Every time I pass by a Korean bakery, I have to resist the urge to buy my favorite bread, soboro bread. Soboro bread is also known as gombo or Korean streusel bread. It’s basically a bread covered with peanut crumble and can be filled with red bean, more peanut butter, or even pastry cream. My mouth is just drooling thinking about it! I became curious as to how bakeries create this wonderful treat and so I decided to try making it myself. Although soboro bread only costs about $1.50 per bread, I can now make them fresh at home!




Serves 12



3 hrTotal Time

Yields 12 soboro

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  • 1 1/2 tsp active dry yeast
  • 3/4 cup plus 2 tbsp warm milk (105-110 degrees F)
  • 1 tsp granulated sugar
  • 3 cups bread flour
  • 1/4 cup granulated sugar
  • 1/2 tsp salt
  • 1 egg, beaten
  • 1/3 cup butter, softened at room temperature
  • Peanut topping
  • 1 1/2 cups cup all-purpose flour
  • 1 tbsp powdered milk
  • 1 tbsp baking powder
  • 1/4 tsp baking soda
  • 1/4 tsp salt
  • 1/2 cup butter, softened at room temperature
  • 1/4 cup chunky peanut butter
  • 3/4 cup granulated sugar
  • 1 tbsp honey
  • 1 egg at room temperature
  • 1 egg plus 1 tbsp water for egg wash


  1. In a small bowl, combine 1 1/2 tsp yeast with 1 tsp granulated sugar and 3/4 cup plus 2 tbsp warm milk. Let sit for 5 minutes or until yeast is activated and the mixture is foamy.
  2. In a large bowl, sift together 3 cups bread flour, 1/4 cup sugar, and 1/2 tsp salt. Add the yeast mixture, 1 egg, and 1/3 cup butter and mix to combine. Knead until the dough is smooth. Transfer the dough to a clean bowl, cover and let rise in a warm place until doubled in size, about 1 hour.
  3. Meanwhile, prepare the peanut topping. Sift together 1 1/2 cups flour, 1 tbsp powdered milk, 1 tbsp baking powder, 1/4 tsp baking soda, and 1/4 tsp salt in a medium bowl. In a separate bowl, beat together 1/2 cup softened butter and 1/4 cup peanut butter until smooth. Add 3/4 cup sugar, 1 egg and 1 tbsp honey, stirring until well-combined. Add the flour mixture and mix until combined. Keep in the fridge until ready to use.
  4. Punch down dough and divide into 12 pieces. Roll each piece into a ball and place them on a lined baking sheet and cover. Let rise for 30 minutes.
  5. Prepare egg wash by whisking together egg with 1 tbsp water. Brush the tops of the dough with egg wash and gently press a handful of peanut topping on top. Cover and let rise for 30 minutes.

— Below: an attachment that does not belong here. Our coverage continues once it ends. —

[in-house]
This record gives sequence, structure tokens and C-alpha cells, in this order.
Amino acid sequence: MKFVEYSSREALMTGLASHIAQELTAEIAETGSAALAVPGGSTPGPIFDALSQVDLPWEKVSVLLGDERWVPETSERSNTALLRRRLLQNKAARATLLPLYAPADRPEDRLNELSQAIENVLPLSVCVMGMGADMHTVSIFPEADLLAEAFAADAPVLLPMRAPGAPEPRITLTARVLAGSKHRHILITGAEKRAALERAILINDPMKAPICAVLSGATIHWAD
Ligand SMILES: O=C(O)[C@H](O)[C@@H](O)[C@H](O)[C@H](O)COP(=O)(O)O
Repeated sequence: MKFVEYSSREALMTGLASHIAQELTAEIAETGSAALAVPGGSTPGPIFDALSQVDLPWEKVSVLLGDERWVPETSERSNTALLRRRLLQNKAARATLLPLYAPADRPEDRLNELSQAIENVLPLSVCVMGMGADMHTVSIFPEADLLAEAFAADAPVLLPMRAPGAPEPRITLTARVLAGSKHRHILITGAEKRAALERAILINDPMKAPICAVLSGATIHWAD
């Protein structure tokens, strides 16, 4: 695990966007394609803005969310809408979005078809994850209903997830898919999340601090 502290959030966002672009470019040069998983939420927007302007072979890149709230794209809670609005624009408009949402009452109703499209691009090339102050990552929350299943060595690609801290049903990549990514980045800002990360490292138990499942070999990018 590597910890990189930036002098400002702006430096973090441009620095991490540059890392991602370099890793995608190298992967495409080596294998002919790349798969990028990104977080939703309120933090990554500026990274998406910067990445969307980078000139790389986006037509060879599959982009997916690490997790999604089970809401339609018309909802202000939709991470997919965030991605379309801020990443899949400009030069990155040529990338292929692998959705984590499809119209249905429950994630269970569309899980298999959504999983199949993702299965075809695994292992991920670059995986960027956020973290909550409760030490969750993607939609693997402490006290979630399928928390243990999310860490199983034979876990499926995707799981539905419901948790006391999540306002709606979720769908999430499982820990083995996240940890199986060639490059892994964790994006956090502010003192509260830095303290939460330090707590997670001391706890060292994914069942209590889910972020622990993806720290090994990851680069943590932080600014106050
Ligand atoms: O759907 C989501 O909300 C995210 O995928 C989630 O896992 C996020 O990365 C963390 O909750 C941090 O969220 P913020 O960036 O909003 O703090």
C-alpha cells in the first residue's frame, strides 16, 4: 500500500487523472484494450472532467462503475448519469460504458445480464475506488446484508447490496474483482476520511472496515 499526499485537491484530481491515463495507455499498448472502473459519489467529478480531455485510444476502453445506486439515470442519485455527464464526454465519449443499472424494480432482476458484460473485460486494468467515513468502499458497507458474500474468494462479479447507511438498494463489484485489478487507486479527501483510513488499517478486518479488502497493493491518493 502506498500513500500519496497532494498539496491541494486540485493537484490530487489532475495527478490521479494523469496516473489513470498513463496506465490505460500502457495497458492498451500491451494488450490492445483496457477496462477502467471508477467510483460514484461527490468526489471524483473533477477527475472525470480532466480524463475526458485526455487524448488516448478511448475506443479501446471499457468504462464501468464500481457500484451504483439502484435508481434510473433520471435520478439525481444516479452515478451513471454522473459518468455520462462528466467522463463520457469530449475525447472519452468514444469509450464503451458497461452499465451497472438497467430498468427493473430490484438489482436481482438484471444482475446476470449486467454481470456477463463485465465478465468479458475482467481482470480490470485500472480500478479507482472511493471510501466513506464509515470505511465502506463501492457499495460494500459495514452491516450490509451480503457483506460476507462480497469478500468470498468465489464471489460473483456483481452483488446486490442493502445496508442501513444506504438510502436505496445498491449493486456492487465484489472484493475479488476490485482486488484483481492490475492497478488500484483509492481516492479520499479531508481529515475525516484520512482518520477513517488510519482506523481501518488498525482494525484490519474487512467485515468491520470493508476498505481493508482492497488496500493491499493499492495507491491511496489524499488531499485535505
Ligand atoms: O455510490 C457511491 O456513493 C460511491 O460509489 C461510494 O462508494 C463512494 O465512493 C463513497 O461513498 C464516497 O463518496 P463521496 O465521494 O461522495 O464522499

6. Preheat oven to 350 degrees F.
  7. Bake bread for 15-20 minutes or until topping is golden brown.


**Helpful tips and common mistakes

This bread is not difficult to make but it does take a while because you have to proof it three times. Proofing the dough allows it to become this wonderfully light and airy bread so don’t skip this step!

Start by activating the yeast and combining it with the remaining ingredients. Make a well in the center, add in the wet ingredients to the dry and stir until you have a dough. You can knead the dough by hand or use a kitchen mixer, which will save you lots of time and energy.

The dough will be smooth and very soft. Add a touch more milk if the dough is dry, adding 1 tbsp at a time. Cover the dough and let it rise in a warm area for 1 hour. If your kitchen is particularly cold, put the dough in the oven with the oven light on.

proofing the dough

Punch down the dough and portion it into 12 rolls. Use a scale to have consistent sizes.

portioning the dough

While the dough is proofing for the second time, make the peanut topping. The streusel should be slightly crumbly and not too wet – it almost looks like ice cream!

peanut topping

Brush the tops of the buns with the egg wash and put a generous amount of the topping on each of the rolls. The buns will expand so the topping will most likely crack but that’s the beauty of soboro bread!

proofing for the third time

Alas, after 2 hours or so, it’s finally time to bake! Rotate the pans halfway while baking to ensure an even golden color. You can just smell the peanut aroma permeating through the kitchen!

This bread is best served fresh; as the days pass the bread does tend to get dry. I have to say, I was very pleased with the outcome of this recipe. It tasted almost exactly like the soboro bread sold in the bakeries with the added bonus that I now have 12 rolls all to myself!



Looking for someone to come to your house and prepare these dishes for you? It is possible! If you are in Los Angeles and looking for a private chef, please feel free to contact me. For more information, visit Private Kitchen Los Angeles.


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